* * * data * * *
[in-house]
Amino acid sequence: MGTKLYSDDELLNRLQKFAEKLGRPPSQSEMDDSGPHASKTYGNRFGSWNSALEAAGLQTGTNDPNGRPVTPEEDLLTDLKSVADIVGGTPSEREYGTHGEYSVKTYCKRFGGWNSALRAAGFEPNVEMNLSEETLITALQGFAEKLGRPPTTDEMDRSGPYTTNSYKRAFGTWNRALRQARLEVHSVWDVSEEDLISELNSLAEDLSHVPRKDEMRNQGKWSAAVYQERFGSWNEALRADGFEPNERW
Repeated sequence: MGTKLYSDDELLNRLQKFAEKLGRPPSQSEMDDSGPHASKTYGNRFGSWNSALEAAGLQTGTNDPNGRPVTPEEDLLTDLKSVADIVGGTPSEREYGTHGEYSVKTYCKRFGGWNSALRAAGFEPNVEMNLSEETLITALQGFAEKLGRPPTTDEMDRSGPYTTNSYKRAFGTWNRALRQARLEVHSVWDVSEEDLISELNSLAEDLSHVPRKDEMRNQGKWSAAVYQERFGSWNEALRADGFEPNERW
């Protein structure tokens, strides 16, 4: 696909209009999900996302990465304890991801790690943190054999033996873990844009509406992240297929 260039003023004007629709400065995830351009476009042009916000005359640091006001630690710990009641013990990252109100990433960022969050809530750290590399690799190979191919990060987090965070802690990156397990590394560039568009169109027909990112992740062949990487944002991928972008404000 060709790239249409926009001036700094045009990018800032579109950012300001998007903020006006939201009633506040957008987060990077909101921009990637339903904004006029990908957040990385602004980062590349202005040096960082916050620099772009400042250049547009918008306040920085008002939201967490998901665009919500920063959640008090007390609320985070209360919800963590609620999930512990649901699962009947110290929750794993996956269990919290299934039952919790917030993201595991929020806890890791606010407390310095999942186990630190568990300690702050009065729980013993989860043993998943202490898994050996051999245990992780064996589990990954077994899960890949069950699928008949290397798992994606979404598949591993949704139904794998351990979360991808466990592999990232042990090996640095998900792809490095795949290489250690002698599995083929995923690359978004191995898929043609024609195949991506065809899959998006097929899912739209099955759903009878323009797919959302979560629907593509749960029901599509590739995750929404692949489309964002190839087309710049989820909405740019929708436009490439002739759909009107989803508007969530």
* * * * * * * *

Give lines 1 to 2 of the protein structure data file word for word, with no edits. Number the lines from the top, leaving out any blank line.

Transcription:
[in-house]
Amino acid sequence: MGTKLYSDDELLNRLQKFAEKLGRPPSQSEMDDSGPHASKTYGNRFGSWNSALEAAGLQTGTNDPNGRPVTPEEDLLTDLKSVADIVGGTPSEREYGTHGEYSVKTYCKRFGGWNSALRAAGFEPNVEMNLSEETLITALQGFAEKLGRPPTTDEMDRSGPYTTNSYKRAFGTWNRALRQARLEVHSVWDVSEEDLISELNSLAEDLSHVPRKDEMRNQGKWSAAVYQERFGSWNEALRADGFEPNERW